Dozens of Officials in Central China Punished for Illegal Debt Activity
Dozens of officials in central China’s Hunan province have been punished for illegal debt accumultion for their local government, the Ministry of Finance (MOF) has revealed.
The punishments come amid rising concern over the deteriorating finances of some areas in the province that have caused breakdowns in local government operations, including, in one case, the failure to pay civil servants’ salaries.
A total of 33 officials in Shaoyang city and two counties were given verbal reprimands, or were formally warned, punished with demerit points, or sacked from their posts for “taking on debt in violation of the law and regulations,” the ministry said in a statement (link in Chinese). Civil servants who received official warnings will be denied promotion for six months, while those with demerits will have their career advancement halted for up to 18 months, according to a rule (link in Chinese) adopted by the State Council, China’s cabinet, in 2007. Verbal reprimands could also result in similar consequences.
The penalties for the officials, many of them administrative leaders of their areas or heads of local government financing vehicles (LGFVs) – companies set up specifically to fund local government spending outside of the government’s budget – were meted out by the Hunan provincial government after their wrongdoing was uncovered by the ministry’s supervisory officials stationed in the region, the statement said. The MOF has supervisory offices in some key cities and all provincial-level regions except Tibet.
The ministry statement did not specify details of the officials’ misconduct or the projects for which the borrowed money was intended.
Cash crunches at some local governments in Hunan have made national news headlines in recent months, fueling concerns over their ability to pay off their debt, especially the borrowing of LGFVs, as the domestic economic growth has slowed.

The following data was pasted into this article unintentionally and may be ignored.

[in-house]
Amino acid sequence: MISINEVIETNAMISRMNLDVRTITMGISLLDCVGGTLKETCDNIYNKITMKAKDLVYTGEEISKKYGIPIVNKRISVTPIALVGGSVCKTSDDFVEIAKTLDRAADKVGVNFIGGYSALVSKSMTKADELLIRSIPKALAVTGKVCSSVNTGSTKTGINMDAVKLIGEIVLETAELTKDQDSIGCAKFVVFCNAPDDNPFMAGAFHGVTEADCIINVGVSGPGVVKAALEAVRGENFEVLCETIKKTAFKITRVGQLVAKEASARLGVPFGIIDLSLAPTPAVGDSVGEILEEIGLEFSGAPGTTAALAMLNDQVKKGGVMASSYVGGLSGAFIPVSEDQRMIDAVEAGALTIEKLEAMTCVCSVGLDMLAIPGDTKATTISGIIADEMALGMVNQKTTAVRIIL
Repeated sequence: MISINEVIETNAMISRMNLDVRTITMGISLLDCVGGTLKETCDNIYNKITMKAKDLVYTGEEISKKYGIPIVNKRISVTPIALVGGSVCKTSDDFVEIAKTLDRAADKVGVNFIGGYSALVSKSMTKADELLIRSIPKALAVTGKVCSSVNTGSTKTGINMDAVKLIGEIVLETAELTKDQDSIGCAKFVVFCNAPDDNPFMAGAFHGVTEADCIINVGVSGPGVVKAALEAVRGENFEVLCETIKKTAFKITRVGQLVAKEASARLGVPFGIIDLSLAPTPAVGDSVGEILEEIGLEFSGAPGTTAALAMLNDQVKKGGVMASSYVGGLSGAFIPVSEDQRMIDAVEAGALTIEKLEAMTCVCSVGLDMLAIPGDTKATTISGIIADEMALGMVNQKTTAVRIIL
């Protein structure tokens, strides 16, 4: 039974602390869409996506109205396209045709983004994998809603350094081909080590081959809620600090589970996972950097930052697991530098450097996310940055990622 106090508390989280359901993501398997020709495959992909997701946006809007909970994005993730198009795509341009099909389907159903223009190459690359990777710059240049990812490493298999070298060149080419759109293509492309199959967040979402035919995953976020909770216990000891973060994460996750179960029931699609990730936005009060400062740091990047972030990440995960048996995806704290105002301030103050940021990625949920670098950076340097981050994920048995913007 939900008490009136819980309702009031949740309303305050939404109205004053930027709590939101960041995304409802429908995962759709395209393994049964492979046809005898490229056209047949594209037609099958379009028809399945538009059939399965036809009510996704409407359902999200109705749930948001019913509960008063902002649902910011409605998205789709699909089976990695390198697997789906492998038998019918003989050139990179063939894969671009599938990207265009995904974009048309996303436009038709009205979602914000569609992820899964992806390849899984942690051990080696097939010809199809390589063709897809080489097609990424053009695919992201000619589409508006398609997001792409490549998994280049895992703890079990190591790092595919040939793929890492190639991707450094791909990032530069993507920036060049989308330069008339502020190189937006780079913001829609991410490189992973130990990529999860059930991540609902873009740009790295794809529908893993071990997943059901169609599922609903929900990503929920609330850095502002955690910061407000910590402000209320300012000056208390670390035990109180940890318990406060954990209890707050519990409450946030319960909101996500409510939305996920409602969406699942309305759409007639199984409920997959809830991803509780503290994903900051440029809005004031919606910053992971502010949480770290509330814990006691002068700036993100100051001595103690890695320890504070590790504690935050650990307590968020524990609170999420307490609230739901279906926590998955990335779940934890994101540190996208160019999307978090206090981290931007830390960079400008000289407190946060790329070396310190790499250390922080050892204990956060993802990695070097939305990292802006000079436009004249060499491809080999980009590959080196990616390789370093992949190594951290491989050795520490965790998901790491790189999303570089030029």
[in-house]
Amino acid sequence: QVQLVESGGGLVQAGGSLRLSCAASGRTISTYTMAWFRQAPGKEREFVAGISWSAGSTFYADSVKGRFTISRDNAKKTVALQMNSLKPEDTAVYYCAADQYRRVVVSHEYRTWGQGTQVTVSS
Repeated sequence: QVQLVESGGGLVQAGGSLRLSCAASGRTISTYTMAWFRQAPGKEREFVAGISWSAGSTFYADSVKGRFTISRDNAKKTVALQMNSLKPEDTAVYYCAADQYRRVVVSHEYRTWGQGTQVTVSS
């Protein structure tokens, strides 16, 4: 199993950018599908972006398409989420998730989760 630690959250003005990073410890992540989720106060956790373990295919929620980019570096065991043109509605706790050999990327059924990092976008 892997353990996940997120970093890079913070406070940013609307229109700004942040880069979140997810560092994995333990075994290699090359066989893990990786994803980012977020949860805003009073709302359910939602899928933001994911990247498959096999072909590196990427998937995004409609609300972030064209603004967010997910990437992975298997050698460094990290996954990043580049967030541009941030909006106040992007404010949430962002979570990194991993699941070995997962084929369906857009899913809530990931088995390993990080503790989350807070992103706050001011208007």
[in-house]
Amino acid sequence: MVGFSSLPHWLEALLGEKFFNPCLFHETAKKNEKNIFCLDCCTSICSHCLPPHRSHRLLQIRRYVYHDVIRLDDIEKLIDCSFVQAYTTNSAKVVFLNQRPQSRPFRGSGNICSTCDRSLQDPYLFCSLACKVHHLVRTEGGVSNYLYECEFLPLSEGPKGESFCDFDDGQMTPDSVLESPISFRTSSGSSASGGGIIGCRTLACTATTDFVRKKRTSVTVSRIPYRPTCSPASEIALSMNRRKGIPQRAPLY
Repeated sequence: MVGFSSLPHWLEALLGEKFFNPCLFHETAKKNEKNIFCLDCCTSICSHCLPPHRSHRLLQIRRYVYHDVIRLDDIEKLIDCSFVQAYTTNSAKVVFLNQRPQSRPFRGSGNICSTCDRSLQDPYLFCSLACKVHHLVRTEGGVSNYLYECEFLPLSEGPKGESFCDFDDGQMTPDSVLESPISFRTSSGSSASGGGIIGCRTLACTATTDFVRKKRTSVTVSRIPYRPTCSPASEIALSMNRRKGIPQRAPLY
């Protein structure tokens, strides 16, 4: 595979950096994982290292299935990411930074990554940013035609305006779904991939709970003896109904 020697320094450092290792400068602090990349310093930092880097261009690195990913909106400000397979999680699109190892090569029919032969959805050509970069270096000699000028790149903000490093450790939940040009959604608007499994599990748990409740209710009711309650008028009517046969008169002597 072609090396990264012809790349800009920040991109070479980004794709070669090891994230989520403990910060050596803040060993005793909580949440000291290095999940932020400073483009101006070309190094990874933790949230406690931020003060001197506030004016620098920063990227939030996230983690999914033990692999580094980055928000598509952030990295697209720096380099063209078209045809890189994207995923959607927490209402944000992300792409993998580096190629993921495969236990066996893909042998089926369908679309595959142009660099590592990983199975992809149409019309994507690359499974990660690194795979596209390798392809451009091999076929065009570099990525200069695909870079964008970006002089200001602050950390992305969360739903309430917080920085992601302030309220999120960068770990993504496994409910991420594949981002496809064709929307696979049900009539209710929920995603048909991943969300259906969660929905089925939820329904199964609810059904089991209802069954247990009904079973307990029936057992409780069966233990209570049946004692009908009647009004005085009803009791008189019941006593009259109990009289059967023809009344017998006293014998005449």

Xiao Xiang, the head of the MOF’s supervisory office in Hunan, wrote in a commentary published last month in the China Financial and Economic News, which is run by the ministry, that the province’s government liabilities including LGFV debt doubled from the end of 2014 to early 2017. Xiao did not provide a figure on the total value of that debt.
The Leiyang city government in southern Hunan admitted in June that it was unable to pay May salaries to its employees as scheduled due to a serious shortage of funds in its coffers. The city has been struggling with economic recession, declining fiscal revenues and rising debt. Its fiscal revenues fell nearly 20% year on year in 2017 to 2.2 billion yuan ($320.4 million), while its outstanding government debt surged 162.5% from a year earlier to 13 billion yuan at the end of 2017, according to official figures.
Also in June, officials in the northern Hunan city of Changde reportedly threatened to report information about alleged misconduct at local banks to Beijing’s anti-corruption watchdog if the lenders refused to offer discounted loans, refinance the debt of the city’s LGFVs or extend the repayment periods for the vehicles’ borrowinngs. The report triggered fears of rising default risks among the city’s LGFVs.
The financial strain on LGFVs has grown since the national government began a campaign against illegal local government borrowing that cut off many financing channels for these companies, raising the risk of defaults.
Local governments in 12 key cities and provincial-level regions have been named and shamed by the MOF for illegal borrowing activities since Qianjiang district in the southwestern metropolis of Chongqing became the first target of a broadside in early 2017. The MOF and other central government agencies have also stepped up scrutiny over accounting firms, financial institutions and law firms that help local governments with their illicit borrowing practices.
Minister of Finance Liu Kun vowed in a report (link in Chinese) to the country’s parliament late last month that the ministry would maintain the “strike-hard” approach to hold officials of local governments, state-owned enterprises, financial institutions and intermediary agencies “accountable for life” for any illegal actions involving local government borrowing.
Contact reporter Fran Wang (firstname.lastname@example.org)
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